As for your boss saying you didn't deliver the deliverables he asked, that's known as gaslighting and is perhaps one of the most unprofessional behaviours that exist. You should make it known to HR that your manager is gaslighting you, and provide references. If your locale has Constructive Dismissal laws, you should keep those emails (that you did perform those tasks) after you leave the company in case you feel like launching a lawsuit against the company (seek legal counsel, IANAL, etc); those may be important evidence in court. You may also want to send your manager an email to confirm the gaslighting, so you have it in writing:

Hey <manager's name>,

As per our discussion earlier, you mentioned that I did not complete the tasks <A, B, C...> to your satisfaction, and that impacted your decision on my performance review. I would just like to confirm this is the case so I can improve my performance going forward.

(or something like this)

Basically the point is for you to get in writing that your manager did not respect your contribution, so you can throw that back in his face later if you decide to sue for Constructive Dismissal.

As for the trust issue: If your manager doesn't trust you after 8 months, he's not going to trust you. That means he's not going to give you more responsibility, promotions, and so on. Basically he's thrown you under the bus. You might want to keep this in the back of your mind and try to collect evidence on this as well, because this also could very much be evidence in Constructive Dismissal (the definition being "the company did not fire you but created an environment that was so hostile that you felt compelled to quit", which seems apt here). There's not a heck of a lot you can do about this, except for moving on.

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    I second this, if the OP plans on leaving (and I’d strongly consider it), document, document, document. From what they’ve said, there’s a slither of a possibility the manager may be teeing up a dismissal now that they think their problems have been solved — though a PIP would probably have been discussed if this were the case. Documentation gives you options, should anything untoward happen. Also, always be mindful of what you share with HR; in cases of dismissal/conflict their priority will always be to protect the company, not the employee lodging a complaint. – Greenstick Oct 30 at 20:53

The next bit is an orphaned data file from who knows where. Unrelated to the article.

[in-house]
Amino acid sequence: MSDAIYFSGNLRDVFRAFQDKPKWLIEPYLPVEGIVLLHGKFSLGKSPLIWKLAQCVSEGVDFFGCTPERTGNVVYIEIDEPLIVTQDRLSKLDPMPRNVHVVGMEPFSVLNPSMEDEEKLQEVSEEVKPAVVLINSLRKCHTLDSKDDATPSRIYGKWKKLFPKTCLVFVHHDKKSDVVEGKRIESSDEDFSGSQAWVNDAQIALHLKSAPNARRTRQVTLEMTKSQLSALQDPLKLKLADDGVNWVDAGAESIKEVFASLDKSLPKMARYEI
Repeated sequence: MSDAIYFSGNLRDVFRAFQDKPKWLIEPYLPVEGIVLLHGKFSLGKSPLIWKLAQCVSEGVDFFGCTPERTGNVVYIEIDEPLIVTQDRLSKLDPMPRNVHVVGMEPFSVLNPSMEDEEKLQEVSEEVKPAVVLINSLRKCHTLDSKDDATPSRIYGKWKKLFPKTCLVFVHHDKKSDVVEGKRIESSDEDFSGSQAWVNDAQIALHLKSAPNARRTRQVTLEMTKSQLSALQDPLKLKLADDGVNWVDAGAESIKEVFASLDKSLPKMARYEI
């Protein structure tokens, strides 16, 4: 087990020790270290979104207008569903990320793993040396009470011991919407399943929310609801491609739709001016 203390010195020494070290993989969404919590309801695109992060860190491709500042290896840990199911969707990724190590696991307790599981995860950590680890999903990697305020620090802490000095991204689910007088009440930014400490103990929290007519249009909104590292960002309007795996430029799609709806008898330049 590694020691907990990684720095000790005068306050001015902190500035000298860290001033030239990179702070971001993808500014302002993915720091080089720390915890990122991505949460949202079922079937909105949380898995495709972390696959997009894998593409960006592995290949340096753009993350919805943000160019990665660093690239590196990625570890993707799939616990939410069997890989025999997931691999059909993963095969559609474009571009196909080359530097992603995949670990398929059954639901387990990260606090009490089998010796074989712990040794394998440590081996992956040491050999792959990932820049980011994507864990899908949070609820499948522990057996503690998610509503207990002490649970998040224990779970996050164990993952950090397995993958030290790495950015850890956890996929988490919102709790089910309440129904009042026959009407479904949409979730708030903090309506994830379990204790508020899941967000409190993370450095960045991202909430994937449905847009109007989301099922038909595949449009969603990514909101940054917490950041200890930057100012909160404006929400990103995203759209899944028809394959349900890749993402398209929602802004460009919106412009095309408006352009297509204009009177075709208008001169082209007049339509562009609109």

• @overall Perhaps there was a reason your predecessor acted the way he did, and you're now learning that reason ;-) – Ertai87 Nov 3 at 16:00
119

Can I do anything to still solve the situation before quitting?

Yes, by not trying to do anything.

My manager said I wasn't with the company long enough for him to have trust in me and give me a better grade and that I worked too much and he didn't want to praise that.

All signs of an incompetent manager. A manager should be able to find whether a new employee can be trusted or not based on the outcome the produced, and 8 months is not a short time. Moreover, your achievements speaks on behalf of you, so if just the work tenure trumps everything else - I feel it'll not be a pleasant experience going forward.

Quit sooner rather than later. From your narration, it looks like a very toxic work environment, where your efforts are not recognized and you're not valued. Find a workplace which at least honor and acknowledge your efforts.

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    @Helena YMMV, but actively denying the accomplishments is a red flag big enough for me. – Sourav Ghosh Oct 29 at 8:19
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    @Helena From my own experience, I regretted each and any case I didn't leave when that kind of alarm bell rang. each time I tried to fight such a discrepancy between the quality of the job and the performance review, I did hit a wall. Also a manager praising your work in front of everybody and being such a douche when it comes to actually reward the performance seems Toxic. Could be just a toxic manager, could be a toxic workplace, or even the terrible combination of both... – Laurent S. Oct 29 at 11:03
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    This sounds worse than incompetent. It sounds like the company is trying to manipulate/abuse OP into working like crazy for little pay. "Please clean up our mess", "wow you've done so good!", "you didn't deliver on all expectations--work harder". My guess is that a good performance review may well always be just out of reach no matter how much OP helps the company, because OP was hired to be exploited. They've already seen that OP will jump in to clean up their incompetent mess, working long underpaid hours. They won't likely stop unless OP leaves or stands up for themselves. – bob Oct 29 at 15:47
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    I just want to add that a GlassDoor/Google review is needed :) – Skelethos Oct 30 at 11:41
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    @bob It's a dumb strategy because hiring is expensive and you lose a lot of productivity bringing a new employee up to speed (both because that new employee can't work efficiently yet and other people spend time bringing them up to speed). But some companies are so broken that they can't operate efficiently. The earliest warning sign is poor work/life balance and pressure to do unreasonable amounts of work. – David Schwartz Oct 30 at 23:35
85

I had my performance review yesterday. We have 4 performance grades. I got the second worst one ("Meeting expectations"), with consequences for my yearly bonus and the maximum salary increase I can get this year.

I'd like to add that this is a common tactic of a bad company that doesn't care about their employees. The fact that they never told you of any shortcomings and then only bring up negativities during a performance review, which blocks you from getting a raise or promotion, tells me that you should leave the company when you can.